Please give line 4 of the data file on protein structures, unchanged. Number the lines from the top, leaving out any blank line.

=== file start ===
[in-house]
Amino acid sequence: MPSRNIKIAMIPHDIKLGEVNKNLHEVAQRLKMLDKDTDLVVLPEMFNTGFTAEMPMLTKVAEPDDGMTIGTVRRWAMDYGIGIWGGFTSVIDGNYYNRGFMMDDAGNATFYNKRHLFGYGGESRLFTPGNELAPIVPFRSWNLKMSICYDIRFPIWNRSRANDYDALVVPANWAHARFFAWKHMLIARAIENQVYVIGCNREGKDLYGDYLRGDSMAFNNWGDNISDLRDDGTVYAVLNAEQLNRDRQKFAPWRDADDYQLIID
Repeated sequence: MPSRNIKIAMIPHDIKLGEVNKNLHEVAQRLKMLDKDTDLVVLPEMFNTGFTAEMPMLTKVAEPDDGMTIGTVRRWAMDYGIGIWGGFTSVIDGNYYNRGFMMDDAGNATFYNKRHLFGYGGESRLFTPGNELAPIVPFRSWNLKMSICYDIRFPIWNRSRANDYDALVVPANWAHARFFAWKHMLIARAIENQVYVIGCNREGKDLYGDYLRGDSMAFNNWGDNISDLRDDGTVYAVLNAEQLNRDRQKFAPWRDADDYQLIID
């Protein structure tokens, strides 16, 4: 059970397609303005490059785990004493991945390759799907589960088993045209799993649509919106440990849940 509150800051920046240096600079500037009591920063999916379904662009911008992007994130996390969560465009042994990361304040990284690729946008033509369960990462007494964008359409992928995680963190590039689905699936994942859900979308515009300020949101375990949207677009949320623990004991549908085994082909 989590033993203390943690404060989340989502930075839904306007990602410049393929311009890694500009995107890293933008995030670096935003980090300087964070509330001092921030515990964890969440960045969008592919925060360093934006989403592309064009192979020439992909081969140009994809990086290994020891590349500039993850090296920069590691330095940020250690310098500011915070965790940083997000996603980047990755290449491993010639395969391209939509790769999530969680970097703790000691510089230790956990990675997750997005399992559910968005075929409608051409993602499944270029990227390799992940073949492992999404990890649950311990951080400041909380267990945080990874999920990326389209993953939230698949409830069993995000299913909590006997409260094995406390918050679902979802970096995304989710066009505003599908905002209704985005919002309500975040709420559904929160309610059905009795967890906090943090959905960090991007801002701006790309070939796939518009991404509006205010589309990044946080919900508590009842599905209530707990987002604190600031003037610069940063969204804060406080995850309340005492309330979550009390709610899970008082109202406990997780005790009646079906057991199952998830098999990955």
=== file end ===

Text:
């Protein structure tokens, strides 16, 4: 059970397609303005490059785990004493991945390759799907589960088993045209799993649509919106440990849940 509150800051920046240096600079500037009591920063999916379904662009911008992007994130996390969560465009042994990361304040990284690729946008033509369960990462007494964008359409992928995680963190590039689905699936994942859900979308515009300020949101375990949207677009949320623990004991549908085994082909 989590033993203390943690404060989340989502930075839904306007990602410049393929311009890694500009995107890293933008995030670096935003980090300087964070509330001092921030515990964890969440960045969008592919925060360093934006989403592309064009192979020439992909081969140009994809990086290994020891590349500039993850090296920069590691330095940020250690310098500011915070965790940083997000996603980047990755290449491993010639395969391209939509790769999530969680970097703790000691510089230790956990990675997750997005399992559910968005075929409608051409993602499944270029990227390799992940073949492992999404990890649950311990951080400041909380267990945080990874999920990326389209993953939230698949409830069993995000299913909590006997409260094995406390918050679902979802970096995304989710066009505003599908905002209704985005919002309500975040709420559904929160309610059905009795967890906090943090959905960090991007801002701006790309070939796939518009991404509006205010589309990044946080919900508590009842599905209530707990987002604190600031003037610069940063969204804060406080995850309340005492309330979550009390709610899970008082109202406990997780005790009646079906057991199952998830098999990955």